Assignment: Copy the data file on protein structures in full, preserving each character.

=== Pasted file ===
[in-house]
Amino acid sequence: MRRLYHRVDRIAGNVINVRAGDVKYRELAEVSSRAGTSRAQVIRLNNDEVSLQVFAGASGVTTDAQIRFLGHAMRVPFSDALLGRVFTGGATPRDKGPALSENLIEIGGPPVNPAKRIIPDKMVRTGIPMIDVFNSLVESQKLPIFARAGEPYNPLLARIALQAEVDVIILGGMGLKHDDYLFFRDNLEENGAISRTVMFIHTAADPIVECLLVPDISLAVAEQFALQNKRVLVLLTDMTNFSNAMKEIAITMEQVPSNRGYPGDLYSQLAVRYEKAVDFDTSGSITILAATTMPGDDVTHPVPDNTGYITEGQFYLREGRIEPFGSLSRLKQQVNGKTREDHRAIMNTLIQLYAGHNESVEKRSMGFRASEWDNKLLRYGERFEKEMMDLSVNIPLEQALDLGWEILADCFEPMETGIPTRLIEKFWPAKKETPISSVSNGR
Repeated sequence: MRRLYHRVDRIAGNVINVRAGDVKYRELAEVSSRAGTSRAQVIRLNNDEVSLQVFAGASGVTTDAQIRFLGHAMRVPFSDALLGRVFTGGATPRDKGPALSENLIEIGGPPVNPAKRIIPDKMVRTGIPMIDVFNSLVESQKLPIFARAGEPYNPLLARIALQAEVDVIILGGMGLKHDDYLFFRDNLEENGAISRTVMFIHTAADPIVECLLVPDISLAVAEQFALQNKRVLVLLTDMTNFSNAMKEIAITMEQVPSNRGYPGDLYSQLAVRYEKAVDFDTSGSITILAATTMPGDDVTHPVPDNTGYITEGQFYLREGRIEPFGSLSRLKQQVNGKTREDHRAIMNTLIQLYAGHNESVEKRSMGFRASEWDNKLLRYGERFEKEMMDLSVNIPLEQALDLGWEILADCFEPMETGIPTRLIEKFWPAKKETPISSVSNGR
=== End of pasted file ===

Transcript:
[in-house]
Amino acid sequence: MRRLYHRVDRIAGNVINVRAGDVKYRELAEVSSRAGTSRAQVIRLNNDEVSLQVFAGASGVTTDAQIRFLGHAMRVPFSDALLGRVFTGGATPRDKGPALSENLIEIGGPPVNPAKRIIPDKMVRTGIPMIDVFNSLVESQKLPIFARAGEPYNPLLARIALQAEVDVIILGGMGLKHDDYLFFRDNLEENGAISRTVMFIHTAADPIVECLLVPDISLAVAEQFALQNKRVLVLLTDMTNFSNAMKEIAITMEQVPSNRGYPGDLYSQLAVRYEKAVDFDTSGSITILAATTMPGDDVTHPVPDNTGYITEGQFYLREGRIEPFGSLSRLKQQVNGKTREDHRAIMNTLIQLYAGHNESVEKRSMGFRASEWDNKLLRYGERFEKEMMDLSVNIPLEQALDLGWEILADCFEPMETGIPTRLIEKFWPAKKETPISSVSNGR
Repeated sequence: MRRLYHRVDRIAGNVINVRAGDVKYRELAEVSSRAGTSRAQVIRLNNDEVSLQVFAGASGVTTDAQIRFLGHAMRVPFSDALLGRVFTGGATPRDKGPALSENLIEIGGPPVNPAKRIIPDKMVRTGIPMIDVFNSLVESQKLPIFARAGEPYNPLLARIALQAEVDVIILGGMGLKHDDYLFFRDNLEENGAISRTVMFIHTAADPIVECLLVPDISLAVAEQFALQNKRVLVLLTDMTNFSNAMKEIAITMEQVPSNRGYPGDLYSQLAVRYEKAVDFDTSGSITILAATTMPGDDVTHPVPDNTGYITEGQFYLREGRIEPFGSLSRLKQQVNGKTREDHRAIMNTLIQLYAGHNESVEKRSMGFRASEWDNKLLRYGERFEKEMMDLSVNIPLEQALDLGWEILADCFEPMETGIPTRLIEKFWPAKKETPISSVSNGR